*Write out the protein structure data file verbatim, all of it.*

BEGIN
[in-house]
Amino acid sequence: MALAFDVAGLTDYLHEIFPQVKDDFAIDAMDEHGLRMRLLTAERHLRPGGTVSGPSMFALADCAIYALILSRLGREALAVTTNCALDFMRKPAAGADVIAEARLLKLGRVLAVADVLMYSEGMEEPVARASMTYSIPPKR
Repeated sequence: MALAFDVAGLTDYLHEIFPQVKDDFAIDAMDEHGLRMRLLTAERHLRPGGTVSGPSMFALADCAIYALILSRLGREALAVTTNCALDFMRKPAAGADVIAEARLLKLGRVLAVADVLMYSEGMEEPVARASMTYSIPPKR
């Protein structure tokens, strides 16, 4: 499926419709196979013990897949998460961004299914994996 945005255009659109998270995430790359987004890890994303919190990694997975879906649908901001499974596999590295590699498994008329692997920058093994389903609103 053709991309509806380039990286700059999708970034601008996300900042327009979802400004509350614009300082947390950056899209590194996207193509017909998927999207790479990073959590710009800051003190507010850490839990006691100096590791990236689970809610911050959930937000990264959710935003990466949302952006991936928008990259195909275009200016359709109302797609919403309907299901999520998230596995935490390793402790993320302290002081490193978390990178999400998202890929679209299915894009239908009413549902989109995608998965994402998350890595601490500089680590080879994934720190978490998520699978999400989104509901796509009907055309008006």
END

[in-house]
Amino acid sequence: MALAFDVAGLTDYLHEIFPQVKDDFAIDAMDEHGLRMRLLTAERHLRPGGTVSGPSMFALADCAIYALILSRLGREALAVTTNCALDFMRKPAAGADVIAEARLLKLGRVLAVADVLMYSEGMEEPVARASMTYSIPPKR
Repeated sequence: MALAFDVAGLTDYLHEIFPQVKDDFAIDAMDEHGLRMRLLTAERHLRPGGTVSGPSMFALADCAIYALILSRLGREALAVTTNCALDFMRKPAAGADVIAEARLLKLGRVLAVADVLMYSEGMEEPVARASMTYSIPPKR
């Protein structure tokens, strides 16, 4: 499926419709196979013990897949998460961004299914994996 945005255009659109998270995430790359987004890890994303919190990694997975879906649908901001499974596999590295590699498994008329692997920058093994389903609103 053709991309509806380039990286700059999708970034601008996300900042327009979802400004509350614009300082947390950056899209590194996207193509017909998927999207790479990073959590710009800051003190507010850490839990006691100096590791990236689970809610911050959930937000990264959710935003990466949302952006991936928008990259195909275009200016359709109302797609919403309907299901999520998230596995935490390793402790993320302290002081490193978390990178999400998202890929679209299915894009239908009413549902989109995608998965994402998350890595601490500089680590080879994934720190978490998520699978999400989104509901796509009907055309008006």